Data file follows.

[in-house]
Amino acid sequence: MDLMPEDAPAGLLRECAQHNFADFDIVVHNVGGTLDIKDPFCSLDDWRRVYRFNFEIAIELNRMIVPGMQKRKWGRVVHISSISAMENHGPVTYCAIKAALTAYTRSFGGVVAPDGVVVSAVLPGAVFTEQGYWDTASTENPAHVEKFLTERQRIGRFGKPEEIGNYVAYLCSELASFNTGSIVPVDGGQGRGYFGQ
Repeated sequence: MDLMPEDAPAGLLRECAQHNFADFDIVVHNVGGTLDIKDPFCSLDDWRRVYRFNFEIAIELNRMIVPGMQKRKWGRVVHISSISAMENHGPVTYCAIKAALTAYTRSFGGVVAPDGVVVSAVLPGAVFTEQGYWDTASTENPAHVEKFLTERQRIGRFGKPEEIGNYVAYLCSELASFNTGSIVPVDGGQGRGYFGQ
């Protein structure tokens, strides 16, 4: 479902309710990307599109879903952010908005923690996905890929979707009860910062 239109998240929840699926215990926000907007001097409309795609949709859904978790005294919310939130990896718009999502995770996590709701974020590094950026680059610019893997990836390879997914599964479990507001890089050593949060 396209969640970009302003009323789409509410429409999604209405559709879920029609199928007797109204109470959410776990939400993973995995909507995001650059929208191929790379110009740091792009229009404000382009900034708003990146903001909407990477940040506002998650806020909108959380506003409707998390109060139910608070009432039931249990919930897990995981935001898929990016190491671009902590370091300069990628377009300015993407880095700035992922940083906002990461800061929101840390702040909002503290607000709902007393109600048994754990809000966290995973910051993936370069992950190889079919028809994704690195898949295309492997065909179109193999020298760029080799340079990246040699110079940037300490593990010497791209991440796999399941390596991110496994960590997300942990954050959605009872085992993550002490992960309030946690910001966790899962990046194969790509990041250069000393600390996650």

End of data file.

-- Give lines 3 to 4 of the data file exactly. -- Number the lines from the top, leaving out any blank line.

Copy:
Repeated sequence: MDLMPEDAPAGLLRECAQHNFADFDIVVHNVGGTLDIKDPFCSLDDWRRVYRFNFEIAIELNRMIVPGMQKRKWGRVVHISSISAMENHGPVTYCAIKAALTAYTRSFGGVVAPDGVVVSAVLPGAVFTEQGYWDTASTENPAHVEKFLTERQRIGRFGKPEEIGNYVAYLCSELASFNTGSIVPVDGGQGRGYFGQ
């Protein structure tokens, strides 16, 4: 479902309710990307599109879903952010908005923690996905890929979707009860910062 239109998240929840699926215990926000907007001097409309795609949709859904978790005294919310939130990896718009999502995770996590709701974020590094950026680059610019893997990836390879997914599964479990507001890089050593949060 396209969640970009302003009323789409509410429409999604209405559709879920029609199928007797109204109470959410776990939400993973995995909507995001650059929208191929790379110009740091792009229009404000382009900034708003990146903001909407990477940040506002998650806020909108959380506003409707998390109060139910608070009432039931249990919930897990995981935001898929990016190491671009902590370091300069990628377009300015993407880095700035992922940083906002990461800061929101840390702040909002503290607000709902007393109600048994754990809000966290995973910051993936370069992950190889079919028809994704690195898949295309492997065909179109193999020298760029080799340079990246040699110079940037300490593990010497791209991440796999399941390596991110496994960590997300942990954050959605009872085992993550002490992960309030946690910001966790899962990046194969790509990041250069000393600390996650």